New Zealand is a country that loves to drink. In a country where cannabis is strictly banned, New Zealanders as a population have some of the higher drug-use rates in the developed world, according to governmental studies. The most popular recreational drug – alcohol. Dunedin happens to be a mecca for alcoholics, says one resident and university researcher, Abe Gray. The university student culture incubates the perfect venue for freshman and young teens to gather, drink…and riot.
“For two nights … in that student area, confined to about two blocks, there was chaos, and that chaos was fueled by alcohol,” said New Zealand Prime Minister John Key about the infamous 2009 Undie 500 car rally.
In 2013, the National Addiction Centre at the University of Otago estimated that around 10 per cent of New Zealand’s population of 4.4 million was alcoholic. It’s a problem political actors like Abe Gray see in places like Dunedin. For Gray, highlighting the undue scrutiny placed upon cannabis users could be better served by curbing the violence and death resulting in the wake of New Zealand’s alcohol abuse problem.
States in America that have recreational marijuana, such as Colorado and Washington, have yet to result in definitive data supporting one drug is less dangerous than the other. However, states like Massachusetts and Arizona are looking to legalize cannabis next month. Using state ballot initiatives and stats, they hope to regulate marijuana like alcohol.
Marijuana is objectively safer than alcohol
- According to a recent report from researchers at Rice University, “Alcohol causes far more personal and social damage than any other drug.”
- An often cited study from 1994 found that alcohol is nearly twice as addictive as marijuana.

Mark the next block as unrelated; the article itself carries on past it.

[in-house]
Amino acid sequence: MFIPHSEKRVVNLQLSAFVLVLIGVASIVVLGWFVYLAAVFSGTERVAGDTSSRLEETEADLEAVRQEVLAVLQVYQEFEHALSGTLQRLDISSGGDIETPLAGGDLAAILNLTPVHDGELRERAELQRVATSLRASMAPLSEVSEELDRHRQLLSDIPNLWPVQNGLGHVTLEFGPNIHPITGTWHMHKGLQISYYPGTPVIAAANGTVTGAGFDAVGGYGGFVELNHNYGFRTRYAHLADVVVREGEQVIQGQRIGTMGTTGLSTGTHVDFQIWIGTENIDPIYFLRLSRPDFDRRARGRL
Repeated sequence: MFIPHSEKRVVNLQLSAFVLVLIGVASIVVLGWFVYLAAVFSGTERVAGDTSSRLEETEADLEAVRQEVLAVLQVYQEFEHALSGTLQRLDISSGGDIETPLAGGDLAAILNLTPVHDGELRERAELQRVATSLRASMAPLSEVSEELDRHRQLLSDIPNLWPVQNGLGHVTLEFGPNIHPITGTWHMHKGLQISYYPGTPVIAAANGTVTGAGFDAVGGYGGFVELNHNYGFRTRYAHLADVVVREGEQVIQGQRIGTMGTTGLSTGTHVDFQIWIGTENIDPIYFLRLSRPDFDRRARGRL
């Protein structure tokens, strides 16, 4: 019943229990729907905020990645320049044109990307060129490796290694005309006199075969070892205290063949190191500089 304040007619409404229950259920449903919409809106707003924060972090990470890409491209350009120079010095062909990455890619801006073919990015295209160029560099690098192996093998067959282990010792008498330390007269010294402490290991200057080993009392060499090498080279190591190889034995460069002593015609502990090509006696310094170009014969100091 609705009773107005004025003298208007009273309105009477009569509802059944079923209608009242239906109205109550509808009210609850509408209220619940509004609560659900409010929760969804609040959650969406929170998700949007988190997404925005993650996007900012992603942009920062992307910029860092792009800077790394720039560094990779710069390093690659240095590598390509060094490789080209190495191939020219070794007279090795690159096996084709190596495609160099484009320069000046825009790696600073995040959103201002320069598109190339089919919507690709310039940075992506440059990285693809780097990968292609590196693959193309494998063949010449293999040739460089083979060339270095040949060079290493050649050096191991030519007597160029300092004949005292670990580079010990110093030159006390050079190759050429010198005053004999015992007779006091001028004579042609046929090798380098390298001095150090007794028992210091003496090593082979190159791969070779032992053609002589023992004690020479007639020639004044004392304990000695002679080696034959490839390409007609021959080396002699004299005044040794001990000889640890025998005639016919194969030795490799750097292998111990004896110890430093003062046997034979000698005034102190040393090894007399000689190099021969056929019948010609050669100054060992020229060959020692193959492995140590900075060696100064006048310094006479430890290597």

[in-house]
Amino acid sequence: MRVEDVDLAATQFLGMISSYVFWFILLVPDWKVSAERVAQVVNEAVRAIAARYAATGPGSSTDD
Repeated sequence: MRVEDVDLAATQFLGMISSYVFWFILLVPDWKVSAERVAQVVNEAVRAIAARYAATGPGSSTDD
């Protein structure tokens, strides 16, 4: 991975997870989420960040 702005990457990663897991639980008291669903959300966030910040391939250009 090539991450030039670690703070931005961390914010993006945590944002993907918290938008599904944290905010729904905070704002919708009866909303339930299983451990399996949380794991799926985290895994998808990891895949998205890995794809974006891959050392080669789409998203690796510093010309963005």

- A 2015 study published in Scientific Reports found that marijuana is 114 times safer than alcohol, based on the concept of “margin of exposure,” which measures the likelihood of an average user accidentally ingesting a toxic dose.
- According to a 2014 World Health Organization study, marijuana use is correlated with lower rates of domestic violence, while significant research has established that alcohol use is correlated with higher rates of intimate partner violence.
Cannabis is the most widely used illicit drug in New Zealand and nearly half (42%) of all adults over 15 have tried it, reports the New Zealand Drug Foundation. A recent Drug Foundation-Curia poll from August 2016 finds that two-thirds of Kiwis want to end criminal penalties for cannabis possession, and up to 82% support for medical use. Other polls, like the TVNZ poll from April, reveal a majority of New Zealanders are in favor of the use of medical marijuana.
“Let the people have medical marijuana better than the synthetics our government once condoned,” says Gray.
New Zealand has a checkered past with cannabinoids, the active compound in the cannabis plant. In the past, they allowed the development of synthetic cannabinoids as a legal alternative to cannabis; also known as “Spice” and “K2” in the states. Recently, New York City had a staggering case of more than 30 users suffering from the terrible effects of synthetic cannabinoids. It wasn’t until May 8, 2014, following protests against the drug, that it became illegal to sell or use it in New Zealand.
“Cannabis culture can have positive effects on the health, economy, and failed drug policy in New Zealand” said Gray, “That’s one of the many reasons I’m running for mayor of Dunedin.”